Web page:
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19 Books for your Kids' Desert Island Reading Library

April 7, 2017       Arts and Culture
19 Books for your
Kids' Desert Island

Own a small library for keeps--
with timeless stories you can
read over and over again

This list is a bit of a cheat sheet-rundown, because kids can never have enough books in their reading hoard.  And once the reading bug bites them, kids will be frightfully mad at you if you only allow them to have just nineteen books.  So we list 19 authors with 1 or 2 outstanding and worthy children's books, each.  Plus a few authors with a book series in that list of 19.  Plus the ubiquitous story volume library collections.  Don't scrimp on a children's library, folks.  They are worth their weight in gold and if your kids encounter rough times, they can find solace in their library which is always cheaper than some lifecoach hoodwink or skanky shrink.

1.  70 Favorite Stories for Young Readers
     Readers Digest

A classic collection from the 1970s that you must get for your kids.  Great for homeschooling for its range and variety of heartwarming stories that teach kids about the lives of heroes and villains and dealing with adversity in all its forms.  70 Favorite Stories for Young Readers is available from as low as $2 online.  If you want a mint copy, the collection goes for up to $50 worth. Still, getting a copy will be worth the look on your kids faces when they can't put down the book and you tell them its time for dinner or bedtime. 

The Reader's Digest anthology contains folktales and fairy tales, parables and classic stories in a treasure chest-style collection.  A sampling of what you get:  A troll pretends to be a baby then grows into an oversized brute that terrorizes a town's food stores until they feed it burning coals disguised as potatoes.  The tale of Perseus in his mission to cut off the head of the Medusa.  The classic tale of Rip van Winkle, the man who slept through time and woke up in the future.  70 Favorite Stories is one of the first books to hunt down for any desert island kids' reading library.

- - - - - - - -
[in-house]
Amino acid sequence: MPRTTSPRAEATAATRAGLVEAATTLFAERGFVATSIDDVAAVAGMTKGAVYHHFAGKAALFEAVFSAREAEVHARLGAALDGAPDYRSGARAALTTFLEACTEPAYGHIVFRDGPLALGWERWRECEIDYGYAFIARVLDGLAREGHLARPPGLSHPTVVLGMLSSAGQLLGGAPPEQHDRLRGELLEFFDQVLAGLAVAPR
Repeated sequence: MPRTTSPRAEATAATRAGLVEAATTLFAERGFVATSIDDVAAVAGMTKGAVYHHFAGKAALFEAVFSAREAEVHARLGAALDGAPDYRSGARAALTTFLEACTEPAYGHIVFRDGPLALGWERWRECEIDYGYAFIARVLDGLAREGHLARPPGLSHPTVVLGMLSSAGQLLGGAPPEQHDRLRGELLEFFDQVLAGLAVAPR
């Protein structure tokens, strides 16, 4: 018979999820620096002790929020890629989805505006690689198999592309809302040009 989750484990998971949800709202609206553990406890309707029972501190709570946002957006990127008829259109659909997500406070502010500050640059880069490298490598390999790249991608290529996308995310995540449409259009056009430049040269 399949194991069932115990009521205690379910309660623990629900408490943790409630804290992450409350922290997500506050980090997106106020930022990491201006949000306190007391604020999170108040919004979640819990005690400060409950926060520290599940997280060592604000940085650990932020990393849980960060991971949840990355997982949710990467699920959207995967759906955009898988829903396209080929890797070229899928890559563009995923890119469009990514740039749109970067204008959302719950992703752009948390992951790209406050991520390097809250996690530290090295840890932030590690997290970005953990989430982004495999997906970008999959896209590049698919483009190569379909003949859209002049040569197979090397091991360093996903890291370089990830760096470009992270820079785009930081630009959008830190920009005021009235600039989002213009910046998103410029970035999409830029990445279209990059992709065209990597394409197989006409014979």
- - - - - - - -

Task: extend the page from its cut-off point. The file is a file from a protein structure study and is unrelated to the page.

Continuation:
2.  Young Folks Library
     Children's story book collection

Currently out of print, you may be lucky enough to hunt down each tome, or get a complete set of this classic collection online.  This mini-library set has been around for a while (since 1902) and is a set of around 8 to 12 or more small hardcover books, each offering a different children's story theme per tome: Merrymaker is all poems and rhymes, Brave Deeds are all about heroes and heroines accomplishing great feats, Adventure is about quests,  Famous Explorers is about heroes like Christopher Columbus, Marco Polo and the like. 

If you are homeschooling your child, Young Folks Library is a must-have for teaching your kid how to read in a manner they will enjoy.  Your kids will pick up each volume and read them to the end, and reread them again.  Over and over.  Then ask you to buy more books like these. 

Each book in the set has a reading level that progresses for each following story that helps kids understand more complicated concepts and narratives.  The older versions of this volume look like an encyclopedia volume, while the more recent ones are more colorful and have a distinct color swatch for the different story themed volumes.